“A Jewish nationalism movement with the goal of establishing a Jewish state in Palestine… the face of persistent anti-Semitism, Theodore Herzl advocated a Jewish state in Palestine. He held the first Zionist Congress in Basel in 1897. After World War I the movement picked up momentum with the issuing of the Balfour Declaration. The Jewish population in Palestine increased from 90,000 in 1914 to 238,000 in 1933.The Arab population resisted Zionism, and the British tried unsuccessfully to reconcile Jewish and Arab demands. Zionism achieved its goal with the creation of Israel in 1948.”

And, as they say, the rest is history. The Arab population continues to resist what they consider an intrusion into their land. The British tried unsuccessfully to reconcile Jewish and Arab demands, and so it continues with other countries—most notably, the United States—trying unsuccessfully to reconcile these parties.

Why has it become such a huge matter for the U.S.? Why is America so extremely concerned about this little Jewish nation in the Middle East? Given the outpouring of sympathy from large segments of the Christian community in this country, it is very hard to overlook the connection between Dispensationalism and the Promised Land. Evolving from a theology that teaches that the Lord will bless those that bless the seed of Abraham; from Genesis 12:3, ‘and I will bless them that bless thee,’ they believe that it is their biblical responsibility to support Israel. This, it seems, is what constitutes Christian Zionism. We do not question the motives of these individuals, but, as one has recently well stated:

‘Many well-intentioned evangelical leaders distort these promises to Abraham and dishonor Christ and his church by classifying Abraham as “Jewish” and by referring these promises to unbelievers who profess to be Abraham’s physical offspring. Official expressions of Judaism deny that Jesus is the Christ, the Son of God. Furthermore, by interpreting God’s threat to curse those who do not bless Abraham’s seed (Gen. 12:3a) as referring to the failure to support his unbelieving physical seed, they lay the church under false guilt and bondage if it does not support the state of Israel. The cause of Zionism has to be championed on other grounds than God’s promises to Abraham.’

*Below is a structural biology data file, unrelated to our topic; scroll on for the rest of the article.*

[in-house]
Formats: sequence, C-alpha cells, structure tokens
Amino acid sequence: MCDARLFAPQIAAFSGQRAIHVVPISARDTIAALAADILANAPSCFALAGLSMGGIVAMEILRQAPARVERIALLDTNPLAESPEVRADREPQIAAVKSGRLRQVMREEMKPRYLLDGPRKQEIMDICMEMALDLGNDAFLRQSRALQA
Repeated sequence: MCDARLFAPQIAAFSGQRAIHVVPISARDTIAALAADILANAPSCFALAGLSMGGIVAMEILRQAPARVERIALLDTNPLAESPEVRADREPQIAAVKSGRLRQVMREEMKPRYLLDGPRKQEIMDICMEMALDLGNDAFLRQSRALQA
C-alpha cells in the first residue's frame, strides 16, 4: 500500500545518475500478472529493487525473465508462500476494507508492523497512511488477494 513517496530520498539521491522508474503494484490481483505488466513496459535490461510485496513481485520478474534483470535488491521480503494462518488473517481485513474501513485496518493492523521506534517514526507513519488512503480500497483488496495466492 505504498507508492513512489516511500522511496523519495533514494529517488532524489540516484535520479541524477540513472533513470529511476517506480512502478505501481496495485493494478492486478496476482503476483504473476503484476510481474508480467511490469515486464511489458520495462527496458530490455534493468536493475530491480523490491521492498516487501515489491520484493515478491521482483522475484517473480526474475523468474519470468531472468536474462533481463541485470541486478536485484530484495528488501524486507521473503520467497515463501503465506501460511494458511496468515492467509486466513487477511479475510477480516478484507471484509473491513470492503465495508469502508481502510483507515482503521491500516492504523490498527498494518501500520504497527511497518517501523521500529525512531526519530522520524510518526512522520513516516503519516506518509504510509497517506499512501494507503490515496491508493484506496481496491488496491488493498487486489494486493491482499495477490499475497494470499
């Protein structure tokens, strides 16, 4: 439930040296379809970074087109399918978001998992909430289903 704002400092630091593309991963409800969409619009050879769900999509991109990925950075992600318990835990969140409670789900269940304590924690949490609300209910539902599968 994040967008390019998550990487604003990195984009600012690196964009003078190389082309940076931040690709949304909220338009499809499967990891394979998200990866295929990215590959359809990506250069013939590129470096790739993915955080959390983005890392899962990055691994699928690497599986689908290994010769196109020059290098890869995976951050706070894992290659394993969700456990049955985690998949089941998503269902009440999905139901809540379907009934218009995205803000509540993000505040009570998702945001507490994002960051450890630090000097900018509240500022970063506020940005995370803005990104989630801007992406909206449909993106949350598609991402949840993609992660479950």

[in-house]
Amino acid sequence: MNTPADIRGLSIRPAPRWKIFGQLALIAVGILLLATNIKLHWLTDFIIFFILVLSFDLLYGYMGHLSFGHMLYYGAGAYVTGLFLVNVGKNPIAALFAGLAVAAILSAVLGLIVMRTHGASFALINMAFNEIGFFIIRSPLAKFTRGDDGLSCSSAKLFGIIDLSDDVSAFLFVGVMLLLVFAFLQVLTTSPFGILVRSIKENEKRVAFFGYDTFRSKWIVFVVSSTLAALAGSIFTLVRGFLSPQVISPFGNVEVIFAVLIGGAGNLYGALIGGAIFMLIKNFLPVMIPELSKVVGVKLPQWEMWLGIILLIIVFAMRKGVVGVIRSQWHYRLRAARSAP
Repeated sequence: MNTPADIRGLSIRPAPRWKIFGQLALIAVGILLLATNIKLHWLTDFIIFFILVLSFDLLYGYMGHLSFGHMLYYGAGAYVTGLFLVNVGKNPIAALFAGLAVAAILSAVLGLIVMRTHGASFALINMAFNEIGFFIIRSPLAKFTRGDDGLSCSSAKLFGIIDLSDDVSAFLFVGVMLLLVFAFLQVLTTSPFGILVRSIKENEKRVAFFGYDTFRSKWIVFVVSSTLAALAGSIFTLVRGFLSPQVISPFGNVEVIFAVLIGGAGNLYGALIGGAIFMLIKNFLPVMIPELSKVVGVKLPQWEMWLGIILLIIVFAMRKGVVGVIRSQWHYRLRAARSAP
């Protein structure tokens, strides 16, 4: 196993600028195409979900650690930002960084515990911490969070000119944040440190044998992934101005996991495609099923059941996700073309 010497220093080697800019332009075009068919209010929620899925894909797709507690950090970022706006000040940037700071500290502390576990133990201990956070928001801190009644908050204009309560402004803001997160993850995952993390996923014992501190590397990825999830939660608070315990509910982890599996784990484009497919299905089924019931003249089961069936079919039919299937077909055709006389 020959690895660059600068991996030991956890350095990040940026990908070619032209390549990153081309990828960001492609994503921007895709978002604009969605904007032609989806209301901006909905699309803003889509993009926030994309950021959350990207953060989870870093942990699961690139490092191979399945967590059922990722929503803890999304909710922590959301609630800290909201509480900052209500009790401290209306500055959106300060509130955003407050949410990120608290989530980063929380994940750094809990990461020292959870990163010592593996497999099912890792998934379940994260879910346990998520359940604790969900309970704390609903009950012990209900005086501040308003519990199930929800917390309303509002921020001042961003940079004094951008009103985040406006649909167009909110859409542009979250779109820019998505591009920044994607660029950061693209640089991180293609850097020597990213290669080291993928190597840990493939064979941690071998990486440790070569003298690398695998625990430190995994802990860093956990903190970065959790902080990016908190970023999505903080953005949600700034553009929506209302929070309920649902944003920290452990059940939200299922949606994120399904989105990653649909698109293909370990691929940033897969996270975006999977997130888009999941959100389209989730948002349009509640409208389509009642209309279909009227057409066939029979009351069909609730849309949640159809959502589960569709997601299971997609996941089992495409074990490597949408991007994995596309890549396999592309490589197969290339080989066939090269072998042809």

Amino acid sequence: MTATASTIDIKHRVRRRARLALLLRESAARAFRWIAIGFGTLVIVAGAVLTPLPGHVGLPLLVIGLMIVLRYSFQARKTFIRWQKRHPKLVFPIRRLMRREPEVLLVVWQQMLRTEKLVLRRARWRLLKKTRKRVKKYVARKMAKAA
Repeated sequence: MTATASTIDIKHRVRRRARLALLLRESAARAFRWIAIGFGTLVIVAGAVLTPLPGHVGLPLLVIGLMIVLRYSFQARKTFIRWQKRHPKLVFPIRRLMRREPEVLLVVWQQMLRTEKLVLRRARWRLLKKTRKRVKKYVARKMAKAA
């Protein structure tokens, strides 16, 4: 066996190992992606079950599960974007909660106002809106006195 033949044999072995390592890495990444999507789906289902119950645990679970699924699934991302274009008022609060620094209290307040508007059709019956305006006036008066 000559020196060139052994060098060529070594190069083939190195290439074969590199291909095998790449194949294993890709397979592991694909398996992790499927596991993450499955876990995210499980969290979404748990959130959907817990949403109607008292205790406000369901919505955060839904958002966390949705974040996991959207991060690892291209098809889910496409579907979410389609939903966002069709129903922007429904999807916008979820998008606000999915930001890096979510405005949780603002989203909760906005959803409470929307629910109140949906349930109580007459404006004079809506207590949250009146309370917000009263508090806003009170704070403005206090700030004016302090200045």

We are forced to inquire with Paul, ‘What concord hath Christ with Belial? or what portion hath a believer with an unbeliever?’ 2 Corinthians 6:15. We are of the persuasion that many Jews will be brought to Christ, but it will be by falling down before him as Saul of Tarsus did so many years ago. When Christ foretold the destruction of Jerusalem (a.d. 70), He told His people to flee when they see these things coming; He said nothing about providing arms to them, or political support of any kind. Speaking of the ‘New Israel, we agree that, ‘The eternal nature of this kingdom cannot be material, because David’s political throne and dominion perished, but his spiritual kingdom is and will be forever on earth.’

David Farmer, elder

Fellowship Bible Church